Are Liberals Pathetic?
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Anyone who says he or she cares about the working class in this country should have walked out on the Democratic Party in 1994 with the passage of NAFTA. And it has only been downhill since. If welfare reform, the 1999 Financial Services Modernization Act, which gutted the 1933 Glass-Steagall Act -- designed to prevent the kind of banking crisis we are now undergoing -- and the craven decision by the Democratic Congress to continue to fund and expand our imperial wars were not enough to make you revolt, how about the refusal to restore habeas corpus, end torture in our offshore penal colonies, abolish George W. Bush’s secrecy laws or halt the warrantless wiretapping and monitoring of American citizens? The imperial projects and the corporate state have not altered under Obama. The state kills as ruthlessly and indiscriminately in Iraq, Afghanistan and Pakistan as it did under Bush. It steals from the U.S. treasury as rapaciously to enrich the corporate elite. It, too, bows before the conservative Israel lobby, refuses to enact serious environmental or health care reform, regulate Wall Street, end our relationship with private mercenary contractors or stop handing obscene sums of money, some $1 trillion a year, to the military and arms industry. At what point do we stop being a doormat? At what point do we fight back? We may lose if we step outside the mainstream, but at least we will salvage our self-esteem and integrity.
I learned to dislike liberals when I lived in Roxbury, the inner-city in Boston, as a seminary student at Harvard Divinity School. I commuted into Cambridge to hear professors and students talk about empowering people they never met. It was the time of the leftist Sandinista government in Nicaragua. Spending two weeks picking coffee in that country and then coming back and talking about it for the rest of the semester was the best way to "credentialize" yourself as a revolutionary. But few of these "revolutionaries" found the time to spend 20 minutes on the Green Line to see where human beings in their own city were being warehoused little better than animals. They liked the poor, but they did not like the smell of the poor. It was a lesson I never forgot.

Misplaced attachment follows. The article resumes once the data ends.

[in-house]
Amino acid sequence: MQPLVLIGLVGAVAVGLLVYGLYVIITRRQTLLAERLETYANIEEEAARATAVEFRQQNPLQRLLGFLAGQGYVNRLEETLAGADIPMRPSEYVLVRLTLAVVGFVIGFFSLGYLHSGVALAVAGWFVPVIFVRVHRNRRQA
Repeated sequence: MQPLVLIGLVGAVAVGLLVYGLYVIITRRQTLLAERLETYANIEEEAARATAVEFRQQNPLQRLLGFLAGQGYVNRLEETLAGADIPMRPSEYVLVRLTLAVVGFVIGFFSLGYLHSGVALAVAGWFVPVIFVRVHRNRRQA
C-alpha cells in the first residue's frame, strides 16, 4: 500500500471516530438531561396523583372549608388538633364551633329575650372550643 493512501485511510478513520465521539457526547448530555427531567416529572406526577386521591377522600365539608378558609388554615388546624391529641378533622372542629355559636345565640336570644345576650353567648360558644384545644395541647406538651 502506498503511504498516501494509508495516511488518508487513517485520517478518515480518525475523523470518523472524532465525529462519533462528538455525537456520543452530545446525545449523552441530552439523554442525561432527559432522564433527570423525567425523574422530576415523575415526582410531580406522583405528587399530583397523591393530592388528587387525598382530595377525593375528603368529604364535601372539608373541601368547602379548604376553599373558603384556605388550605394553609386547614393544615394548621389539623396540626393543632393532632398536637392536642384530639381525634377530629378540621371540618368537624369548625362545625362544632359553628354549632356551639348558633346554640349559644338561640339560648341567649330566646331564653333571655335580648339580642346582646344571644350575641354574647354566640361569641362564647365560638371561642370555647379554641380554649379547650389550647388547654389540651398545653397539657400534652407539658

I was also at the time a member of the Greater Boston YMCA boxing team. We fought on Saturday nights for $25 in arenas in working-class neighborhoods like Charlestown. My closest friends were construction workers and pot washers. They worked hard. They believed in unions. They wanted a better life, which few of them ever got. We used to run five miles after our nightly training, passing through the Mission Main and Mission Extension Housing Projects, and they would joke, "I hope we get mugged." They knew precisely what to do with people who abused them. They may not have been liberal, they may not have finished high school, but they were far more grounded than most of those I studied with across the Charles River. They would have felt awkward, and would have been made to feel awkward, at the little gatherings of progressive and liberal intellectuals at Harvard, but you could trust and rely on them.
I went on to spend two decades as a war correspondent. The qualities inherent in good soldiers or Marines, like the qualities I found among those boxers, are qualities I admire -- self-sacrifice, courage, the ability to make decisions under stress, the capacity to endure physical discomfort, and a fierce loyalty to those around you, even if it puts you in greater danger. If liberals had even a bit of their fortitude we could have avoided this mess. But they don’t. So here we are again, begging Obama to be Obama. He is Obama. Obama is not the problem. We are.